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The Imperative to Write

Destitutions of the Sublime in Kafka, Blanchot, and Beckett

Jeff Fort is Assistant Professor of French at the University of California, Davis. He has translated a number of books by authors including Maurice Blanchot, Jean Genet, Jacques Derrida, Jean-Luc Nancy, Philippe Lacoue-Labarthe and Jacques Roubaud.

Publication Year: 2014

Is writing haunted by a categorical imperative? Does the Kantian sublime continue to shape the writer’s vocation, even for twentieth-century authors? What precise shape, form, or figure does this residue of sublimity take in the fictions that follow from it—and that leave it in ruins? This book explores these questions through readings of three authors who bear witness to an ambiguous exigency: writing as a demanding and exclusive task, at odds with life, but also a mere compulsion, a drive without end or reason, even a kind of torture. If Kafka, Blanchot, and Beckett mimic a sublime vocation in their extreme devotion to writing, they do so in full awareness that the trajectory it dictates leads not to metaphysical redemption but rather downward, into the uncanny element of fiction. As this book argues, the sublime has always been a deeply melancholy affair, even in its classical Kantian form, but it is in the attenuated speech of narrative voices progressively stripped of their resources and rewards that the true nature of this melancholy is revealed.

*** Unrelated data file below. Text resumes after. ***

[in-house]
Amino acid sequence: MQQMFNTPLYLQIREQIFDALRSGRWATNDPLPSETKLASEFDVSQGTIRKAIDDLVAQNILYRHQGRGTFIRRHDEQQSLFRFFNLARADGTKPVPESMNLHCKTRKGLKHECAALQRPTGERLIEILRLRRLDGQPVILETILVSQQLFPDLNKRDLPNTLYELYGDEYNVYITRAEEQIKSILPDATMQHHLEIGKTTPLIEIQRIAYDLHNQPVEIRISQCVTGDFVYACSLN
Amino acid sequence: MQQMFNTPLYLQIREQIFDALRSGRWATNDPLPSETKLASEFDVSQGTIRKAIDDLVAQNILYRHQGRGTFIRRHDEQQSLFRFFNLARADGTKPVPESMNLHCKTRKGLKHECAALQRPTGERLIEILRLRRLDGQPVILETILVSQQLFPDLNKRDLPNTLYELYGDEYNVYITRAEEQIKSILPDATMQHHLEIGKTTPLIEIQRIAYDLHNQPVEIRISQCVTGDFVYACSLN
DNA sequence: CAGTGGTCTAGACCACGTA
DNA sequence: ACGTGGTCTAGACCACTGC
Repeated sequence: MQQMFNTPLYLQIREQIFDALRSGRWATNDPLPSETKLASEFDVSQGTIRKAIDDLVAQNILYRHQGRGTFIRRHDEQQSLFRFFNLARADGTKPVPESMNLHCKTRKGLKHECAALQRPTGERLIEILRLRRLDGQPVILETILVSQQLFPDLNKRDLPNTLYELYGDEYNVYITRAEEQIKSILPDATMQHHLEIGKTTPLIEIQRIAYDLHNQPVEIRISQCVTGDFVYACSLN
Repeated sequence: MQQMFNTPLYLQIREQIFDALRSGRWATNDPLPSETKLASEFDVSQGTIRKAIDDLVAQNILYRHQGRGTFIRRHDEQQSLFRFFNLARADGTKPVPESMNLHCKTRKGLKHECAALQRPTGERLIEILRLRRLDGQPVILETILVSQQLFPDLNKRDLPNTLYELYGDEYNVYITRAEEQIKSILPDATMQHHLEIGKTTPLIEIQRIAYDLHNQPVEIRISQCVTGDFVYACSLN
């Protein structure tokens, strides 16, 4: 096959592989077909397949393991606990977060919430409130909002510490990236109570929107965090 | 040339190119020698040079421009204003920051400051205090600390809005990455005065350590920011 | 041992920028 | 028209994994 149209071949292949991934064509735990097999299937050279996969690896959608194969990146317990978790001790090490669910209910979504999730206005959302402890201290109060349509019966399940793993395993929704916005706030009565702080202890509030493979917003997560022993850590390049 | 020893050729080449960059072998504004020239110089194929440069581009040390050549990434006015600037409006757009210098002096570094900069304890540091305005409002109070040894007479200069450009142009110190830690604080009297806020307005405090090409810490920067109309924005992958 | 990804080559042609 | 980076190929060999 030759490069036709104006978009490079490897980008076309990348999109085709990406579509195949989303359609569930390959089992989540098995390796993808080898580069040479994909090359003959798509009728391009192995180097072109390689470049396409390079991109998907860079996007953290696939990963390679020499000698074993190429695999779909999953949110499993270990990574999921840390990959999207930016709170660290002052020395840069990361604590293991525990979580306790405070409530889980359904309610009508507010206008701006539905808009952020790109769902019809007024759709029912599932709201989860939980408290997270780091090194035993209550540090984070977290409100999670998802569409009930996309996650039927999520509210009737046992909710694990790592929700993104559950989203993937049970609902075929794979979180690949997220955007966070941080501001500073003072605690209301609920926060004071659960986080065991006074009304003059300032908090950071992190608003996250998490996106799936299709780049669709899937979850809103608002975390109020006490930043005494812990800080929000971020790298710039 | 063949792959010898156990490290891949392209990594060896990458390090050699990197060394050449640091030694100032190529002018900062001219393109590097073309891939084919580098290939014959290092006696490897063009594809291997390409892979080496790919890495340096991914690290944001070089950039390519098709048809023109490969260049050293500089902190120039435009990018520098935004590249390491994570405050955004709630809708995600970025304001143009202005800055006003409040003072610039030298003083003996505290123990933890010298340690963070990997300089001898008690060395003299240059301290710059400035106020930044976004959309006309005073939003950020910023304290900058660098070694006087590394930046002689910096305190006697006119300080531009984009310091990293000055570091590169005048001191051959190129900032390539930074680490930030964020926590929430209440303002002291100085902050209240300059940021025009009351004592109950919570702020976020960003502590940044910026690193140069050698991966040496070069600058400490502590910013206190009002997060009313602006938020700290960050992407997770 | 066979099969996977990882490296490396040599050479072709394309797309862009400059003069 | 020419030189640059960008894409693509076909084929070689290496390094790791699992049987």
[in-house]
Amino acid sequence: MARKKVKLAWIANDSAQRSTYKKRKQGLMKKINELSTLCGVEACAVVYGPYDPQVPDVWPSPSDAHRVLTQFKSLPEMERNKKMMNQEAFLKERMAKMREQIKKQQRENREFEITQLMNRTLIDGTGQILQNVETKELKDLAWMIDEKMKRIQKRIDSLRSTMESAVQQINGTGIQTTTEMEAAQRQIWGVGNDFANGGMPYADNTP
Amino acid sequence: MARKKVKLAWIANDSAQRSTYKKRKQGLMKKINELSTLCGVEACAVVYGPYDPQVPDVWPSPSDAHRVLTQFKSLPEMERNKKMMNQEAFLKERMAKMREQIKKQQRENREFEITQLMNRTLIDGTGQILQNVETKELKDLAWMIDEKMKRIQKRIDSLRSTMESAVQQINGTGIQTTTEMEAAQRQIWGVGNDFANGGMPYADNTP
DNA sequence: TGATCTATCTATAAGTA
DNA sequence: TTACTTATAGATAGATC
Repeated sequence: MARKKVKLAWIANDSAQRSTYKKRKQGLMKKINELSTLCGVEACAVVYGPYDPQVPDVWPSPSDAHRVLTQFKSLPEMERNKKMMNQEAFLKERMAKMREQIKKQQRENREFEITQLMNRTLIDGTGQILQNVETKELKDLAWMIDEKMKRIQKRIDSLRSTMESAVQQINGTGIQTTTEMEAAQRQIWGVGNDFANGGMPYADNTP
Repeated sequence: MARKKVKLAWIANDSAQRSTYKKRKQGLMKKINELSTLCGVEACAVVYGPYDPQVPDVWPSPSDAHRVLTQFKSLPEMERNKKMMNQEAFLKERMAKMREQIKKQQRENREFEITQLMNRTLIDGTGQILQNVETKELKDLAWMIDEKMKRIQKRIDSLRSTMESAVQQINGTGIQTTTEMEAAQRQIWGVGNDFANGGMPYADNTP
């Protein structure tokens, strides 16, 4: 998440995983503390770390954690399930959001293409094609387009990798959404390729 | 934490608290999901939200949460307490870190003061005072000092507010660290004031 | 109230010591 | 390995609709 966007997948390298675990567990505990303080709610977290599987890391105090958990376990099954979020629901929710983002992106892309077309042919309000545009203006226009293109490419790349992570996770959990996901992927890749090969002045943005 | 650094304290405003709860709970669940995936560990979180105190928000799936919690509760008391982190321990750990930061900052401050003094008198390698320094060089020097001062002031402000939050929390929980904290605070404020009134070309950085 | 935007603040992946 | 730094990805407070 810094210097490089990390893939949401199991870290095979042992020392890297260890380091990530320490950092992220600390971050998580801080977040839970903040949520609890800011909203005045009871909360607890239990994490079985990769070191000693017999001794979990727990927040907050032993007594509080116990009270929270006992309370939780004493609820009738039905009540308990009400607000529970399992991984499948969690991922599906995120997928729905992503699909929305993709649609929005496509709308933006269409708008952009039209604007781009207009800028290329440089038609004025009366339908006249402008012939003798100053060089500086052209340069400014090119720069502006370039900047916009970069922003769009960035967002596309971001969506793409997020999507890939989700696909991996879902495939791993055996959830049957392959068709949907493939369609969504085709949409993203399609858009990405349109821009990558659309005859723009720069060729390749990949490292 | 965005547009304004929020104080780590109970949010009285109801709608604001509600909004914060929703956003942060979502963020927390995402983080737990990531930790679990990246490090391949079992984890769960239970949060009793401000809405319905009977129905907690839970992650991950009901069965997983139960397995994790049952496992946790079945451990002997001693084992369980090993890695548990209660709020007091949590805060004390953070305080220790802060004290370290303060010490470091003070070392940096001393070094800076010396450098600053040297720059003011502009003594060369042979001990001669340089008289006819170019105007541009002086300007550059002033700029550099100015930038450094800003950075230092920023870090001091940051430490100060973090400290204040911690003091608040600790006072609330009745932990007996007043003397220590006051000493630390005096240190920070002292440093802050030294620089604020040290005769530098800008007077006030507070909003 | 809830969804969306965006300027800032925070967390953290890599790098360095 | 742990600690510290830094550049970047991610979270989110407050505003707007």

Published by: Fordham University Press